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Australian business remains upbeat despite recent financial turmoil

Photo: Mike Hewitt/Getty Images

Australian business confidence fell modestly last month, largely pushing aside concerns over the global growth outlook expressed by financial markets.

According to the latest NAB business survey, the headline confidence index fell 2 points to +3 in December, signalling that optimists continue to outnumber pessimists despite recent ructions in financial markets.

Like the headline confidence measure, the surveys separate business conditions index also put in a resilient performance, falling 3 points to +7. Despite the modest decline, the index still remains above its long-run average of +5.

The table below, supplied by the NAB, reveals the internal movements within the December survey.

Measures on trading and profitability – despite small declines – remained elevated compared to their historic norms while the surveys foward orders gauge – a lead indicator on future levels of demand – rose by 2 points to +4.

Despite a decline in the survey’s employment guage – down 2 points to 0 – the result was resilient, and encouraging, nonetheless.

“While recent big declines in oil and equity markets highlight potential risks to the global outlook, relatively positive business conditions appear to have, so far, acted to reassure business sentiment,” said Alan Oster, chief economist at the NAB following the release of the December survey.

“This outcome suggests there are no real signs (beyond normal monthly volatility) that there is a fundamental weakening in the non-mining recovery.”

Fitting with the theme seen over the second half of last year, the elevated business conditions reading was largely due to continued strength across the nation’s vast services sector.

As the chart below reveals, supplied by the NAB, most services industries continue to enjoy strong operating conditions, although there was a noticeable weakening in those industries exposed to the residential property market.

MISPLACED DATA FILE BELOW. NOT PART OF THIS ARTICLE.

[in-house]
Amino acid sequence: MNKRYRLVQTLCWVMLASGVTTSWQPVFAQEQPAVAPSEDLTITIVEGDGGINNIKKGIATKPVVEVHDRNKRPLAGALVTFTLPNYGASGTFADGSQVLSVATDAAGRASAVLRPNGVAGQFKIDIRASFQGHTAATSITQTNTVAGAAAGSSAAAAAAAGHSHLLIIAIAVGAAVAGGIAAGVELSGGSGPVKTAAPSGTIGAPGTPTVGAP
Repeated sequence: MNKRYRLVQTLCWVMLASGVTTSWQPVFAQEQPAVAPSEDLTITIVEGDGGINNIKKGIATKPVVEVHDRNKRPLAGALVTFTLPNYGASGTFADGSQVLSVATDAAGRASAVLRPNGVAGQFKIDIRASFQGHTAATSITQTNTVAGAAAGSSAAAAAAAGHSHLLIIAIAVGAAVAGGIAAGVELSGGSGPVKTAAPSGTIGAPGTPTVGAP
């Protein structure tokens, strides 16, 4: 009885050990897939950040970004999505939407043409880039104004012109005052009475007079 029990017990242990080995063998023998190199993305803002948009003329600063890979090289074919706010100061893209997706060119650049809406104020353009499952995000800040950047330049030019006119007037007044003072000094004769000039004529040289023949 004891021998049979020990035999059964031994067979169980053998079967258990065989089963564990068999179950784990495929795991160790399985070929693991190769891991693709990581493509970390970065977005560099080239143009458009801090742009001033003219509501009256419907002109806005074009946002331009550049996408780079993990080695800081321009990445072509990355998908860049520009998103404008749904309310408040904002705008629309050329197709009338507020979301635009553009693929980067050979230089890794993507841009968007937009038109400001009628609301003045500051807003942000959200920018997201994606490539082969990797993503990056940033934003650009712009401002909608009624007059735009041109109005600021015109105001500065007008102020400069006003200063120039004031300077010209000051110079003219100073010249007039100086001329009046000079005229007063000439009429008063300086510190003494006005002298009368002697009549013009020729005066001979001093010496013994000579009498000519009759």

“There was a particularly large contraction in business conditions for retail and construction, both of which have been a notable source of improvement in the survey over recent years,” said Oster.

“Falling mining investment is still having an effect on construction, but we are also likely witnessing some loss of momentum in these industries as residential property markets start to cool”.

Given recent weakening in other economic indicators related to the residential property market, along with the need for household consumption to remain firm this year as mining sector investment tapers off, developments in this sector are likely to be monitored closely by policymakers, including the RBA, in the months ahead.

Despite signs that conditions across services industries are deteriorating slightly, the NAB believe that Australia’s economic transition will gather momentum in the year ahead, buoyed by further declines in the Australian dollar and lower petrol prices.

The outlook for the Australian economy is essentially unchanged despite global risks and we continue to anticipate further recovery across the non-mining economy. The AUD (now expected to depreciate to USD66c by mid-2016) will continue to act as a pressure valve, the tilt towards services activity will support employment, and lower petrol prices will support the cash flow position of most households and businesses. Resource export volumes will remain strong, although the associated income and government revenue will of course be challenged by low commodity prices. Overall, real GDP is forecast to pick up gradually to 2.7% in 2016 and 3.0% in 2017. The unemployment rate track has been revised given the lower starting point, and is now expected to ease to 5.6% by end-16 and 5.5% by end-17.

Given the positive outlook for the economy, the NAB suggests that it’s likely that the RBA will leave interest rates unchanged in the year ahead.

“Unless financial market volatility translates into substantive negative real economic outcomes offshore, NAB expects the RBA will remain on the sidelines and observe developments, while continuing to focus on solid momentum in non-mining economic activity,” says Oster.

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